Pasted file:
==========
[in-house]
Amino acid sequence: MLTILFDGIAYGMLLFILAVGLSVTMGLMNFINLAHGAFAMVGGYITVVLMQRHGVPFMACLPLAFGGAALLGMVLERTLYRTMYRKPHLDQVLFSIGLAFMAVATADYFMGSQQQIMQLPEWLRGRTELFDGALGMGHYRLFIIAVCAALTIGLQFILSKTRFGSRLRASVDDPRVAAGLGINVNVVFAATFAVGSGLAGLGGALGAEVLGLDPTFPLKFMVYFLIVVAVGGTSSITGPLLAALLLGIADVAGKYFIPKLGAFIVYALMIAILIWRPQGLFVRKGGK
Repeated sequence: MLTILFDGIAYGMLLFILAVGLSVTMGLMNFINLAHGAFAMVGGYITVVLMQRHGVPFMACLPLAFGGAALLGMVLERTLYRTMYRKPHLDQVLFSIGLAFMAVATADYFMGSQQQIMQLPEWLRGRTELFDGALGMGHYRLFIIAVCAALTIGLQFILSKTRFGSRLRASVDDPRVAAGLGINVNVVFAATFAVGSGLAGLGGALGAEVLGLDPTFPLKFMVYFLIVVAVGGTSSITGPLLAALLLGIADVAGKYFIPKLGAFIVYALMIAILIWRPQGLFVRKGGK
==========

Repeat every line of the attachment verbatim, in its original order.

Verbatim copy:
[in-house]
Amino acid sequence: MLTILFDGIAYGMLLFILAVGLSVTMGLMNFINLAHGAFAMVGGYITVVLMQRHGVPFMACLPLAFGGAALLGMVLERTLYRTMYRKPHLDQVLFSIGLAFMAVATADYFMGSQQQIMQLPEWLRGRTELFDGALGMGHYRLFIIAVCAALTIGLQFILSKTRFGSRLRASVDDPRVAAGLGINVNVVFAATFAVGSGLAGLGGALGAEVLGLDPTFPLKFMVYFLIVVAVGGTSSITGPLLAALLLGIADVAGKYFIPKLGAFIVYALMIAILIWRPQGLFVRKGGK
Repeated sequence: MLTILFDGIAYGMLLFILAVGLSVTMGLMNFINLAHGAFAMVGGYITVVLMQRHGVPFMACLPLAFGGAALLGMVLERTLYRTMYRKPHLDQVLFSIGLAFMAVATADYFMGSQQQIMQLPEWLRGRTELFDGALGMGHYRLFIIAVCAALTIGLQFILSKTRFGSRLRASVDDPRVAAGLGINVNVVFAATFAVGSGLAGLGGALGAEVLGLDPTFPLKFMVYFLIVVAVGGTSSITGPLLAALLLGIADVAGKYFIPKLGAFIVYALMIAILIWRPQGLFVRKGGK